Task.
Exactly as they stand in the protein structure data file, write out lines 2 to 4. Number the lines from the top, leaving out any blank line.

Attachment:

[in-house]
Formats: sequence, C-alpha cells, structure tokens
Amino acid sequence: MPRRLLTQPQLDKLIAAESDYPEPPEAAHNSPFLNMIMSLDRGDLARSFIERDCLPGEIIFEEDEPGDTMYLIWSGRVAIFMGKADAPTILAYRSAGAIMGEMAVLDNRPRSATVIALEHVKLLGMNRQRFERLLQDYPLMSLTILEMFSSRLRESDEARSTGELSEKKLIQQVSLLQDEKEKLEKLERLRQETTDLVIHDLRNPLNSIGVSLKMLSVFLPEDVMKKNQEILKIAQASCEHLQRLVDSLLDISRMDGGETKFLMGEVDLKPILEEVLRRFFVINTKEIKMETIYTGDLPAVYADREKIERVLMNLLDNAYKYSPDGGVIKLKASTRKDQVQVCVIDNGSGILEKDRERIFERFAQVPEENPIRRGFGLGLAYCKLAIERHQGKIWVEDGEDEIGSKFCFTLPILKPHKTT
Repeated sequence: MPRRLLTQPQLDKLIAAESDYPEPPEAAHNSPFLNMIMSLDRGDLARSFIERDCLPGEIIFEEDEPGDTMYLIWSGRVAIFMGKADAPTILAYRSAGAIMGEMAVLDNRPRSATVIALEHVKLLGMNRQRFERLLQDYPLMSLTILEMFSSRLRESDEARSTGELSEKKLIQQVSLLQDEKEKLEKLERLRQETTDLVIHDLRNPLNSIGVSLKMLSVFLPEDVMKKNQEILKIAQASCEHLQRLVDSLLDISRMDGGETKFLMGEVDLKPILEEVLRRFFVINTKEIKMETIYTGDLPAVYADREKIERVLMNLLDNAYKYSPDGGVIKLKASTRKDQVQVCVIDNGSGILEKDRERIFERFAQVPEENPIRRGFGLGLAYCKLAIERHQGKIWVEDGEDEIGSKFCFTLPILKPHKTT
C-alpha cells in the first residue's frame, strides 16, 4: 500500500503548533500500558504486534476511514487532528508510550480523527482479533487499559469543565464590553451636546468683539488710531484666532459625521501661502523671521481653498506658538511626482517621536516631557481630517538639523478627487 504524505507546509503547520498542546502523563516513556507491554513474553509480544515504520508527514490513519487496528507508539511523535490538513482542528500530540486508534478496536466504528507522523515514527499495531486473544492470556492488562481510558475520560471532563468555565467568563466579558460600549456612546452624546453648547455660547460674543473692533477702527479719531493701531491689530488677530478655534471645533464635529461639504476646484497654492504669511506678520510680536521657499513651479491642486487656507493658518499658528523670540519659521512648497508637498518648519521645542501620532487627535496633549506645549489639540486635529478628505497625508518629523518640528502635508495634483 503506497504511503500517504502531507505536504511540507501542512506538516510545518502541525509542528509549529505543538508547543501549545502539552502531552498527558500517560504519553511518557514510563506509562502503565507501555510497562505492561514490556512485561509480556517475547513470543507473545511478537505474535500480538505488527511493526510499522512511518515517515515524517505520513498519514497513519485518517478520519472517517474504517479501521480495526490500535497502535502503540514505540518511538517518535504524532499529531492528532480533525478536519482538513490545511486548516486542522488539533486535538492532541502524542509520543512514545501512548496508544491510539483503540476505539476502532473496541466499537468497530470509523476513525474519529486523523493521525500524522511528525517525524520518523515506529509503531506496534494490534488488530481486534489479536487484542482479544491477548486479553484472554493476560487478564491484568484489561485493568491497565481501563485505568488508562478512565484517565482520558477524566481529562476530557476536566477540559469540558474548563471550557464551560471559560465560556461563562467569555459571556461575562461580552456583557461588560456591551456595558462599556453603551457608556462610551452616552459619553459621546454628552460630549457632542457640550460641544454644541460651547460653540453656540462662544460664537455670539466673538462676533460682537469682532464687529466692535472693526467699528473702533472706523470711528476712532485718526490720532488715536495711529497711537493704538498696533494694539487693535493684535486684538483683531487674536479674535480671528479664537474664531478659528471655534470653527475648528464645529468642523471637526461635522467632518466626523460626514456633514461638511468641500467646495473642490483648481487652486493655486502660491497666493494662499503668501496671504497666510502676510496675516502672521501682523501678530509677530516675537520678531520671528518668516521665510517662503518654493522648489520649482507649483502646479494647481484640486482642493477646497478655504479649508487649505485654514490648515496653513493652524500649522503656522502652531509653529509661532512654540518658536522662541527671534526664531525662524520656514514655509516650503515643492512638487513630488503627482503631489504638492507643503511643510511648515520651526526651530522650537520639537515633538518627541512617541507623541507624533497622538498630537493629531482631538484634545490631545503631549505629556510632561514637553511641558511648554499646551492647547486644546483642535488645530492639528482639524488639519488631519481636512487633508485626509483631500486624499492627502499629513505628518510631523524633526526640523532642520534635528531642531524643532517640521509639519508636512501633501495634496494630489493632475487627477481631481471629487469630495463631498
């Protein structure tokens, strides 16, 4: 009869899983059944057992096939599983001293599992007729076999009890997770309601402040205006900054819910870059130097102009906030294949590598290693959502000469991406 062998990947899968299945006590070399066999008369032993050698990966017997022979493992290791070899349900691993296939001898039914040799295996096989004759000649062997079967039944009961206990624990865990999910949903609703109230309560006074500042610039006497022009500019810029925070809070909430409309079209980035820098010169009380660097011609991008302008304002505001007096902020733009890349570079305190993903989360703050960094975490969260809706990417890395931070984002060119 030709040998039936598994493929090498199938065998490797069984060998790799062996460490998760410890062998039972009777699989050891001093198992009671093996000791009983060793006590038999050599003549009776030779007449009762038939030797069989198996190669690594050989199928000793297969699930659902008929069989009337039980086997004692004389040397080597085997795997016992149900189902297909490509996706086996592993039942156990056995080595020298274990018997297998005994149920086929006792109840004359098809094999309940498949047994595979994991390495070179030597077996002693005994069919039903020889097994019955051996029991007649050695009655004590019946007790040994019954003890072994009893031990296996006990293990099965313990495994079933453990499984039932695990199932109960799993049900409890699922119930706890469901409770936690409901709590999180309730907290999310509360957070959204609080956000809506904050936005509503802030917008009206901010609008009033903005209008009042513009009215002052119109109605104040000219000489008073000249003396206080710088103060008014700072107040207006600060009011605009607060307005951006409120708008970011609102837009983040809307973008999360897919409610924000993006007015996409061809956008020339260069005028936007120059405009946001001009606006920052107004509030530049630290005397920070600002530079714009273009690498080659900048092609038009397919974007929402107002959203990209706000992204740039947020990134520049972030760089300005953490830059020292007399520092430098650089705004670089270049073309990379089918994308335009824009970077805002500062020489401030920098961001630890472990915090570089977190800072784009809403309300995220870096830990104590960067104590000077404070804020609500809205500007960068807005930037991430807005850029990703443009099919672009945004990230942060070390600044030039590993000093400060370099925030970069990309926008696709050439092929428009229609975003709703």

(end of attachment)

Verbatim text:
Formats: sequence, C-alpha cells, structure tokens
Amino acid sequence: MPRRLLTQPQLDKLIAAESDYPEPPEAAHNSPFLNMIMSLDRGDLARSFIERDCLPGEIIFEEDEPGDTMYLIWSGRVAIFMGKADAPTILAYRSAGAIMGEMAVLDNRPRSATVIALEHVKLLGMNRQRFERLLQDYPLMSLTILEMFSSRLRESDEARSTGELSEKKLIQQVSLLQDEKEKLEKLERLRQETTDLVIHDLRNPLNSIGVSLKMLSVFLPEDVMKKNQEILKIAQASCEHLQRLVDSLLDISRMDGGETKFLMGEVDLKPILEEVLRRFFVINTKEIKMETIYTGDLPAVYADREKIERVLMNLLDNAYKYSPDGGVIKLKASTRKDQVQVCVIDNGSGILEKDRERIFERFAQVPEENPIRRGFGLGLAYCKLAIERHQGKIWVEDGEDEIGSKFCFTLPILKPHKTT
Repeated sequence: MPRRLLTQPQLDKLIAAESDYPEPPEAAHNSPFLNMIMSLDRGDLARSFIERDCLPGEIIFEEDEPGDTMYLIWSGRVAIFMGKADAPTILAYRSAGAIMGEMAVLDNRPRSATVIALEHVKLLGMNRQRFERLLQDYPLMSLTILEMFSSRLRESDEARSTGELSEKKLIQQVSLLQDEKEKLEKLERLRQETTDLVIHDLRNPLNSIGVSLKMLSVFLPEDVMKKNQEILKIAQASCEHLQRLVDSLLDISRMDGGETKFLMGEVDLKPILEEVLRRFFVINTKEIKMETIYTGDLPAVYADREKIERVLMNLLDNAYKYSPDGGVIKLKASTRKDQVQVCVIDNGSGILEKDRERIFERFAQVPEENPIRRGFGLGLAYCKLAIERHQGKIWVEDGEDEIGSKFCFTLPILKPHKTT